The day Elizabeth Edwards announced that she had breast cancer, my heart sank. Finding a lump in the breast only heightens the suspicion that the prognosis may not be good. In Elizabeth’s case, it wasn’t. We all admired Elizabeth for different reasons. In my case, it was her love for healthcare reform that quickly grabbed my attention and we were both older moms of two small children. Elizabeth advocated universal healthcare and comprehensive insurance for all Americans, not a “compromised” version based on partisanship and politics. As the years wore on, she discussed her diagnosis of incurable breast cancer with passion stating that she knew that she had access to the best possible care but empathized with women who were not as fortunate.
It is said that behind every successful man lies the power behind the throne and we know this to be true about Elizabeth. She was an accomplished attorney in her own right who took a back seat to raise her kids and support the presidential candidacy of her husband. For a while I thought Elizabeth had won the battle against breast cancer during its remission but then it resurfaced its ugly head in the midst of her husband’s presidential campaign. She handled it with both dignity and grace. We collectively winced when she faced the infamous scandal that violated principal and moral authority and embraced her even more. The last years of her life were a celebration of uncertainty as she became more and more vocal about healthcare reform. As recent as last night, members of our healthcare advocacy group, Doctors For America, discussed sending Elizabeth a letter of gratitude for all of her efforts regarding healthcare reform. Alas, we were too late. She made her transition this morning.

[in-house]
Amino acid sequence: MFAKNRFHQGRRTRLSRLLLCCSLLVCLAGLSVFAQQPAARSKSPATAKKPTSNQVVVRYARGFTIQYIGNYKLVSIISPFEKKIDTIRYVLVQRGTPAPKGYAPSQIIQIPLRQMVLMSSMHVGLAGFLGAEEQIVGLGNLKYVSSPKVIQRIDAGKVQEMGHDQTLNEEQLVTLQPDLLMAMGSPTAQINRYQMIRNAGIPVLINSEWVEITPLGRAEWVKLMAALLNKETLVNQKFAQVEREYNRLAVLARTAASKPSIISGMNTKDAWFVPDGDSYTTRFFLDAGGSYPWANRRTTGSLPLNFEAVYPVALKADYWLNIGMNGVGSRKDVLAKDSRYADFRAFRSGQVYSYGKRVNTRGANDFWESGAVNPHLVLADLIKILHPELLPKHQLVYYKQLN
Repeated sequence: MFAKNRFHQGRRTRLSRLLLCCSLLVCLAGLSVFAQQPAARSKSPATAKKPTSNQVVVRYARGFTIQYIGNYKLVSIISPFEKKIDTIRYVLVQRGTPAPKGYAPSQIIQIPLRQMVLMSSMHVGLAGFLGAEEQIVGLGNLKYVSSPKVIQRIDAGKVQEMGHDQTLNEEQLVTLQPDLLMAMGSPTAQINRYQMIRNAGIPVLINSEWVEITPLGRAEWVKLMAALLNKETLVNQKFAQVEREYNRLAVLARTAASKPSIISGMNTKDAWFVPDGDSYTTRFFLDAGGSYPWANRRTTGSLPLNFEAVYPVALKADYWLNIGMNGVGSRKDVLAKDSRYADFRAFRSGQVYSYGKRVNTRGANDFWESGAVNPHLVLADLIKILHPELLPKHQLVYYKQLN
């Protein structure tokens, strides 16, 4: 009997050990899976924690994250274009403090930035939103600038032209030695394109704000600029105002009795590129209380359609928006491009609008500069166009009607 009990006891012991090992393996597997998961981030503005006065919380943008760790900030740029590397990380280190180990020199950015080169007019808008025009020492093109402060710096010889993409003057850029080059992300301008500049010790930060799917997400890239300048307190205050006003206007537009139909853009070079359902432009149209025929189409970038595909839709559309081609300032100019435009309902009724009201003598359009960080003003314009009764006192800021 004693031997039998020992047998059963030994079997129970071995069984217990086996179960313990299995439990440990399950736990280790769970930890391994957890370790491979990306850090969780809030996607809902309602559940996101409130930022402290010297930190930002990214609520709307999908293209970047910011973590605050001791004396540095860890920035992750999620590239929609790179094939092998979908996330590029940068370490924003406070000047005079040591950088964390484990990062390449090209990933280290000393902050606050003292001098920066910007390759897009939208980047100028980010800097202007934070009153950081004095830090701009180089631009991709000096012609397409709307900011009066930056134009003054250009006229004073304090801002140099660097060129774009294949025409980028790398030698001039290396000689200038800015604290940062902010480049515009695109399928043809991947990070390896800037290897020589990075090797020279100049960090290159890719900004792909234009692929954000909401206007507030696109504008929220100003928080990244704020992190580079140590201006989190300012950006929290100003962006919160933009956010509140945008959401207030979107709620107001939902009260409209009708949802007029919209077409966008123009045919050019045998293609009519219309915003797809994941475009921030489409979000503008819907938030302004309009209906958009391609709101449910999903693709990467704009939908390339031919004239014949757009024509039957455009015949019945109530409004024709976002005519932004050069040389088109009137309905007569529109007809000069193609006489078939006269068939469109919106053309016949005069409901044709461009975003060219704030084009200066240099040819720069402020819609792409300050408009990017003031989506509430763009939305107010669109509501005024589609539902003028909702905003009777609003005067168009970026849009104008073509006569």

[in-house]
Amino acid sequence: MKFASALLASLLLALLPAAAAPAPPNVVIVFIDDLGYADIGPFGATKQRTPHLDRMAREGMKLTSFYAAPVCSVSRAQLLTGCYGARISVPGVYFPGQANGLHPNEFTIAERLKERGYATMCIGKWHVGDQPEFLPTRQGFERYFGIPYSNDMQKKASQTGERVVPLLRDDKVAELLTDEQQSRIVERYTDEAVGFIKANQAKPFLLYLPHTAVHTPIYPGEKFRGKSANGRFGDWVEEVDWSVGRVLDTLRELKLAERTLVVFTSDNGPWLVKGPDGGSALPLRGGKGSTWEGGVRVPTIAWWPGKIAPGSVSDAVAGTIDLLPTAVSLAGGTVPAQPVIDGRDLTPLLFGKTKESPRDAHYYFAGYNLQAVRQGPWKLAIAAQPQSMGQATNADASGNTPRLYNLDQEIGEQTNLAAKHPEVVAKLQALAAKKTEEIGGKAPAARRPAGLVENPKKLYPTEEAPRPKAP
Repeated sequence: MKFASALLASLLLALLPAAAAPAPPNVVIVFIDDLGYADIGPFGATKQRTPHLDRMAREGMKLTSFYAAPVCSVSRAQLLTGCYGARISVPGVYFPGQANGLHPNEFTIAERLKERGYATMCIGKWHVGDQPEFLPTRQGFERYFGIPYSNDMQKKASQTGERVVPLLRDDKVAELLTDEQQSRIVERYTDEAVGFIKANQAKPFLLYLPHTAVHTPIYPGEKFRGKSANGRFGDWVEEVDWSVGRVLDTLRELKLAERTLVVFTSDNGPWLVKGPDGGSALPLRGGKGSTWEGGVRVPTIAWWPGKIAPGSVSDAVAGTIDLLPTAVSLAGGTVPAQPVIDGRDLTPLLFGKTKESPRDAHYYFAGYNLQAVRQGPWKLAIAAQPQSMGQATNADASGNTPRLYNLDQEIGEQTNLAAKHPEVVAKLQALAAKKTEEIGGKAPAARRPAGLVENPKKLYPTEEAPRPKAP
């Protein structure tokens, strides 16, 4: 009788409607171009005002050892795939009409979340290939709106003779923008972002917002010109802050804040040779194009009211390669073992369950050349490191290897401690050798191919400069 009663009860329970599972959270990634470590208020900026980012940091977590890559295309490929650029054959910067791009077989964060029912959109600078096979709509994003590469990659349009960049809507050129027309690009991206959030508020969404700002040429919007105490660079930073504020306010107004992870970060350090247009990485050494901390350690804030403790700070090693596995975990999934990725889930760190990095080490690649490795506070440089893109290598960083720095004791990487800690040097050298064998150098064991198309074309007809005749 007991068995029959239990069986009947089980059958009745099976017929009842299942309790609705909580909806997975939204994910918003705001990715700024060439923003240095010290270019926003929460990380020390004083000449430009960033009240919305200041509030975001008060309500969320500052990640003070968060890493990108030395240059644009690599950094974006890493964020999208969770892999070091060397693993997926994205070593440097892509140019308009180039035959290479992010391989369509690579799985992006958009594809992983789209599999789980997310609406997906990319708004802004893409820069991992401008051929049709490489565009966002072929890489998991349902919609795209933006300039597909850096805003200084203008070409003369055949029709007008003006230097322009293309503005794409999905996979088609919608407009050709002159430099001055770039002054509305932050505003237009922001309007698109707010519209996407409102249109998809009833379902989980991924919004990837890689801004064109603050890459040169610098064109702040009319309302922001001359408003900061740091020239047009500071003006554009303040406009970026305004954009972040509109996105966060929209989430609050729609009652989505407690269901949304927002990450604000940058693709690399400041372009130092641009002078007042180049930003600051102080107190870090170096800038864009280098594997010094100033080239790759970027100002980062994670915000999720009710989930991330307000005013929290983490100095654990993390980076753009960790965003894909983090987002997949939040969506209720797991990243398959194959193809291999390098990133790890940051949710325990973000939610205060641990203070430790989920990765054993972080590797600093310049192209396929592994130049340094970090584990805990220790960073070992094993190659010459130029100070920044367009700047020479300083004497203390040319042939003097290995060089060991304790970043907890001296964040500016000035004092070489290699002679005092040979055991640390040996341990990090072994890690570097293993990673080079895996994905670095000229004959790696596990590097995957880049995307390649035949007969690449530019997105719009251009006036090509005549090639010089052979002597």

Elizabeth might have lost the battle with cancer, but she certainly mastered the art of living. In her own words she explained “I have found that in the simple act of living with hope, and in the daily effort to have a positive impact in the world, the days I do have are made all the more meaningful and precious. And for that I am grateful.”
We’re grateful, too, Elizabeth. Very grateful.
May 3, 2010
Although most pregnant women anticipate a normal, uncomplicated delivery, there are exceptions to the rules. A shoulder dystocia is one of the more frequent complications in the delivery room and unfortunately there is no sure-fire way to predict it.
A shoulder dystocia means that extra maneuvers must be done to deliver the baby’s shoulders. If not managed properly, the baby could sustain permanent injuries to its neck and arms. The most common scenario is the successful delivery of the baby’s head but the rest of its body is “stuck.”. Once this occurs, the mother’s thighs should be flexed back as much as possible towards her abdomen. This is called a McRobert’s Maneuver. Here are things that should NOT be done if there is a shoulder dystocia:
- Pulling on the baby’s head in an attempt to deliver shoulders
- Pressure on the top of the uterus (aka fundal pressure) in an attempt to deliver the baby. This only aggravates the problem more. A better approach would be supra pubic pressure meaning gentle pressure right above the bladder in order to help dislodge the baby’s shoulders
- More than three attempts to deliver the baby with a vacuum extractor
Although a shoulder dystocia cannot be predicted, there are women who will have risk factors for its occurrence and include:
- A woman who has a short stature of 4’11 or less
- A woman with Gestational or Type 2 Diabetes
- A woman who has gained more than 50 pounds during her pregnancy
- A woman who has had a previous shoulder dystocia
- A woman who has been pushing for greater than 2 hours
- A woman who had had a difficult or prolonged labor